We Can Only Choose What We Do


Now we compare Diane's choices with Susan's. Susan in entrenched. No progress is being made.


Diane has made similar choices as Susan. As a single, divorced mother, Diane immersed herself in parenting and hoped that she and her daughter, Kimmy, would always be close. Like Susan, Diane was not prepared for how Kimmy's departure would lead to sorrow. The grief that overtook her eventually created a rift between Diane and Kimmy. Her daughter's life was new and exciting, and Diane being the wounded, left behind faithful servant led to Kimmy's calls diminishing.


Upon researching empty nester syndrome, Diane found the advice of the Mayo Clinic to be insufficient: accept the timing, keep in touch, seek support, and stay postive. Diane did not want to carry these feelings of grief around with her any longer, and Dr. Bruce Lipton's teachings and advice provided the clearest and quickest path to her goal. As oftentimes happens, Diane scrolled through the available faciliators on the PSYCH-K website and felt a connection with my picture. She said that upon reading my website and blogs that she knew I was someone who would understand and not judge her.


When Diane contacted me, she wanted to know how PSYCH-K could make a difference and how her daughter would know that a change was taking place. Along the lines of Dr. Lipton and Rob Williams (the man to whom PSYCH-K was divinely revealed), I explained that we start with focusing on Diane and what she wants instead in her life. All change has to start with us. While events in our lives prompt us toward opportunities for change, it is up to us to change us to achieve the outcomes we desire.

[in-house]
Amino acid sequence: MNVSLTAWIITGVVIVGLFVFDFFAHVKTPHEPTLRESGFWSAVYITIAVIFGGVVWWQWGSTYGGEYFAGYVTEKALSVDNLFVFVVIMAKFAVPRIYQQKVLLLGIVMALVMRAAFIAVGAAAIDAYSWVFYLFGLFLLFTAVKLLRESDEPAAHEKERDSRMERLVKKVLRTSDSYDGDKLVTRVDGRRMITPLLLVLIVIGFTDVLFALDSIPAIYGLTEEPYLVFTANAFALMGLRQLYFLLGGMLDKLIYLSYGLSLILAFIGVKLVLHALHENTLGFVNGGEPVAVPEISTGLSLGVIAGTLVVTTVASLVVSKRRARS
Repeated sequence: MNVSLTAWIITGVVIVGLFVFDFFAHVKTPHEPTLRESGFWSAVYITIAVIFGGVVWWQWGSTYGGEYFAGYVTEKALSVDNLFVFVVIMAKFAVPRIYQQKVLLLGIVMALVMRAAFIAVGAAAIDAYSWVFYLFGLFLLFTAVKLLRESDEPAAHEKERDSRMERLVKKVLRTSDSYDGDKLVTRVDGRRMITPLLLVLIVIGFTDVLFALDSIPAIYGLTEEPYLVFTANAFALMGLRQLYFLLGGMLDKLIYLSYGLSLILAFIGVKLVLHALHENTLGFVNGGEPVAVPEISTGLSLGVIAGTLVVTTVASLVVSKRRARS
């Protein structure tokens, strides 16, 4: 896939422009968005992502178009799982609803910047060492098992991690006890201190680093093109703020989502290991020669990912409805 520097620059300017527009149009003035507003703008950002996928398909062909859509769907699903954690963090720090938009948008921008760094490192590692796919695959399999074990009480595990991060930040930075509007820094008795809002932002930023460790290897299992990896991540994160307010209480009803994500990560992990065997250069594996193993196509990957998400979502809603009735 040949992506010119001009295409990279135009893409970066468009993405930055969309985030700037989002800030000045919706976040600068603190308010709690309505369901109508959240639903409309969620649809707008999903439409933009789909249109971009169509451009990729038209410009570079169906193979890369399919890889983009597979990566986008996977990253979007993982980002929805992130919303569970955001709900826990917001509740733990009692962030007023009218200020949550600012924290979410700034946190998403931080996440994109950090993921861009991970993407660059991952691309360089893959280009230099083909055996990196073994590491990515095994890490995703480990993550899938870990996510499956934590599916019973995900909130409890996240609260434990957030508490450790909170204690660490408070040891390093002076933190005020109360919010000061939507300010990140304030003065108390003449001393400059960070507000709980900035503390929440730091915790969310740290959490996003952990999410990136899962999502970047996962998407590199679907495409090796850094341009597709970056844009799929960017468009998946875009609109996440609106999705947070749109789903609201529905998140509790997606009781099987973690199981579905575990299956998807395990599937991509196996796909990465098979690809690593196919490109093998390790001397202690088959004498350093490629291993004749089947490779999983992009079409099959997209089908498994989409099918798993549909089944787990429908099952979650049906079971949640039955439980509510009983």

As far as how her daughter will know that Diane is changing for the positive, people who are close to us can hear in our voices and see in our facial expressions the meaning underlying any words we say (at least 80% of communication is nonverbal). Given that that the driving force behind our thoughts, emotions, behaviors, and communication lies in our subconscious mind, that is the root cause that needs to be addressed.


Also, PSYCH-K is about change in our own lives that - like a pebble tossed into a pond - has a ripple effect on our relationships with not only others, but ourselves. As I suggest with all new clients, Diane completed a questionnaire that helped her discover what she wants in her own life. In the PSYCH-K sessions, Diane not only found healing in her new role as an empty nester, but she acquired a new lease on life, which led to actions that provided supporting evidence to Diane and her daughter that she was different.


With PSYCH-K, there is an additional avenue through which Diane changed the dynamic between her and her daughter and it is accomplished on a level above the conscious mind - on an energetic level with the Relationship Balance.

The PSYCH-K Relationship Balance provides insight and healing. What was amazing to Diane is that this could be accomplished without Kimmy's participation because while it was undertaken by Diane's conscious mind with permission from her Higher or Soul Self, it was completed with permission from Kimmy's Higher/Soul Self. Diane participated in the process and felt incredible healing and connection taking place.


Within less than two months, Diane found healing in her relationships with her daughter and herself as her life took on a positive trajectory. Their relationship is now closer than before with the new dynamic of Diane being a valued resource of advice that she gives only when Kimmy asks for it. Diane encourages Kimmy, knowing that errors of judgment in life are inevitable, but that we, as humans, learn best by experience. We are not here to get it right, we are here to experience and mistakes are to be celebrated because our getting back up and re-engaging with life increases not only our confidence, but our ability to weather the storms on the horizon.